Whether or not you develop an allergy is largely dependent upon genetic factors. This is the main finding of a study recently published in EBioMedicine, just in time for World Allergy Week. The study was supervision of Winfried F. Pickl from MedUni Vienna’s Institute of Immunology. The Vienna researchers were able to show that the gene HLA-DR1 and allergen-specific, reactive T-cells play a major role in the development of an allergy to mugwort, for example – assuming, of course, that one is exposed to the source of the allergen.
It has long been suspected that HLA molecules are generally very significant in autoimmune diseases, chronic infections and allergies. In the recent study, the MedUni Vienna researchers demonstrated for the first time that, in four mouse models, only mice with the HLA-DR1 gene were capable of developing an allergy to mugwort. If, at the same time, allergen-specific, reactive T-cells outnumbered regulatory T-cells, “the result was an explosive attack of asthma and formation of pathogenic, allergen-specific immunoglobulin E,” explains Pickl. The mugwort allergens were administered via the airways, as would normally occur in humans.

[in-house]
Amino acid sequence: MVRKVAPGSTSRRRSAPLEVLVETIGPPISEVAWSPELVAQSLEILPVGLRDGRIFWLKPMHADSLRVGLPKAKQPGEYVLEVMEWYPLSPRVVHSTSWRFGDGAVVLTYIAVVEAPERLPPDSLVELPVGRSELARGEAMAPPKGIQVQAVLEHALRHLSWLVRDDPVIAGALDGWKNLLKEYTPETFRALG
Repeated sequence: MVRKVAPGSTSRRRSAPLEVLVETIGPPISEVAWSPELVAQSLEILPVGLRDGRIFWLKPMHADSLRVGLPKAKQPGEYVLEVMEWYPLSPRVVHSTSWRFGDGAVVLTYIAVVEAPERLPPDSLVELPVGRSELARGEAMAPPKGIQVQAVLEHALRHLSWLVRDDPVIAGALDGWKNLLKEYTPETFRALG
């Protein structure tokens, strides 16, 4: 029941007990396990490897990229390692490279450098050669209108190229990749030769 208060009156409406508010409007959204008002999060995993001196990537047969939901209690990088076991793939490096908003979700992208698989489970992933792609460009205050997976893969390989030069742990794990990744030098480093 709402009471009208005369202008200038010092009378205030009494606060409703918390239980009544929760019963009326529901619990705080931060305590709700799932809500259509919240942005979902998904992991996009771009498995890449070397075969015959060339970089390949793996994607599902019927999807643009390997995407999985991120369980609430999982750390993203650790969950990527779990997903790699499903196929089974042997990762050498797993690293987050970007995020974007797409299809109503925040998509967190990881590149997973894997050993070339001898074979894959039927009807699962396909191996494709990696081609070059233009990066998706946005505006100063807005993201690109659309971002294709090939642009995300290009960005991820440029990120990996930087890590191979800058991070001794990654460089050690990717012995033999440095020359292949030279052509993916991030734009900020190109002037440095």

Such accurate proof could only be provided, because the MedUni Vienna research group used so-called humanised mice. Pickl explains: “These are animals that carry a human T-cell receptor specific to the allergen and that also have human HLA molecules (note: in this case HLA-DR1) on their antigen-presenting cells. Our new model is therefore the first model to reflect the human situation.”
The MedUni Vienna immunologists were further able to show that giving the T-cell growth factor interleukin-2 helps to stimulate regulatory T-cells, preventing the development of allergic asthma.
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